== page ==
LG's first foray into the GSM market, the G4010, offered by Cingular, really gives you what you pay for. With a minimalist design, this decidedly unflashy flip phone is similar in appearance to but trails it by a few steps. Its screen is monochrome, its features are basic, and its call quality could be better, but the G4010 is worth its $39.99 price tag.
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Barely bigger than a pack of bubble gum, the LG G4010 is ultracompact.
The G4010 is so slim and light (3.2 by 1.7 by 0.8 inches with cover closed; 2.9 ounces in weight) that we frequently had trouble finding it in a bag or a coat pocket. Considering this phone's petite dimensions, it's surprisingly comfortable when held to your face during conversation. Additionally, the 0.75-inch external antenna was barely noticeable.
For such a small handset, the G4010 gives you plenty of room on the keypad for dedicated hot buttons that let you set the ring type, access messages, and launch the phone book. Additionally, an OK key provides one-click access to the browser, and menu navigation was straightforward.
The eight-line, 128x128-pixel monochrome display is rather dull, though a choice of six wallpapers is included. You can adjust only the contrast level and backlight time but not the brightness. The blue-backlit keypad, however, is sufficiently bright for dark environments, and the buttons, set flush against the phone's face, are well spaced.
The silver handset's clean lines are disturbed by only a small volume button on the side of the mobile, and since the power cord connector doubles as a cable connector, the unit is free of extra ports. Drivers, take note: That also means you can't charge the phone and use the headset at the same time. Unlike some other LG models that come with a clunky desktop charger, the G4010 takes a travel charger--a definite improvement.
Because this is an entry-level handset, the G4010's feature list is pretty basic. Included are a unit converter, an alarm clock, a memo pad, a calendar/scheduler, bilingual menus (English and Spanish), a calculator, a world clock, and one game (Blackjack). Additional Java games can be downloaded for a fee from Cingular's Wireless Internet Express service, and the G4010 can be personalized with sounds, graphics, and ring tones, though 13 polyphonic tones and a vibrate mode are included.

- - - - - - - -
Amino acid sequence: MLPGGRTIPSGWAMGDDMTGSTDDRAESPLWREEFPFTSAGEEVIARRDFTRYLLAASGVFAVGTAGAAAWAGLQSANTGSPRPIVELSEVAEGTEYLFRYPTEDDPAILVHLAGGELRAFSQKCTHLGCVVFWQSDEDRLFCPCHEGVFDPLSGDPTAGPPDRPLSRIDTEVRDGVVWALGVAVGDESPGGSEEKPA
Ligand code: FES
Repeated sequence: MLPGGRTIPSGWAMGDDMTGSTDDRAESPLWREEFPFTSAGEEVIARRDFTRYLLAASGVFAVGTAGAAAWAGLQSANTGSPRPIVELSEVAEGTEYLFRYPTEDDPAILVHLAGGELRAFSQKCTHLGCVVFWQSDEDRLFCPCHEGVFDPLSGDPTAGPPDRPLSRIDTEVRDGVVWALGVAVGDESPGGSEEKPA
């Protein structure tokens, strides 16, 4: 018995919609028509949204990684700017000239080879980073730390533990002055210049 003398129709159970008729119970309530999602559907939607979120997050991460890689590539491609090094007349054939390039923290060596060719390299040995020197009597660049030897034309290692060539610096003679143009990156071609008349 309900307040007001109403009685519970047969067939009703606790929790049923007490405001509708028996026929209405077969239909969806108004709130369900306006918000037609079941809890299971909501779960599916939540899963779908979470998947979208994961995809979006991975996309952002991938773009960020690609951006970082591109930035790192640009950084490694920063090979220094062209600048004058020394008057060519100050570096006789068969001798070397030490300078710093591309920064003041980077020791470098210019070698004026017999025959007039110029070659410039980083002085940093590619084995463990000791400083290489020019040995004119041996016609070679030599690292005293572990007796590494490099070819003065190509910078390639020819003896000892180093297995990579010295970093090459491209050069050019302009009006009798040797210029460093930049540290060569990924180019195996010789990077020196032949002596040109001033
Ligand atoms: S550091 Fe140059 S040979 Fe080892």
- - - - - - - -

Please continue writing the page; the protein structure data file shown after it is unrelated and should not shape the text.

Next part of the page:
Because there's no external caller ID screen, you can disable the Active Flip function, which will allow you to open the cover and view the display without automatically answering the call. You can also assign ring tones to callers. An optional Minute Minder function beeps every minute so that you can keep tabs on the length of your conversation, and a 100-entry phone book handles up to three phone numbers and one e-mail address per entry. You get only eight speed-dial spots, but callers can be divided into seven groups, and adding new contacts is easy.
The integrated WAP browser is serviceable, but menu navigation takes some acclimation. Upon selecting a chat room, for instance, you must first hit Options, then OK to enter the room. One-click access would have been more convenient. The G4010 also supports SMS text and EMS enhanced messaging, to which you can attach downloaded animations ($2 each, plus airtime).
We tested this (GSM 850/1900; GPRS) phone using Cingular Wireless Service in the Chicago area. Because the G4010 had difficulty maintaining a consistent signal, even when we were sitting in the same spot for long stretches of time, call quality was erratic. We encountered frequent dropouts--often for as long as 10 seconds at a stretch--during conversations. Even when we had a strong signal, we heard considerable background hiss. And the earpiece doesn't boost the volume enough to hold extended conversations outdoors.
As for battery life, we reached 3.5 hours of talk time, easily beating the rated time of 2.5 hours. The five days of standby time, however, fell short a day short of the maximum rating.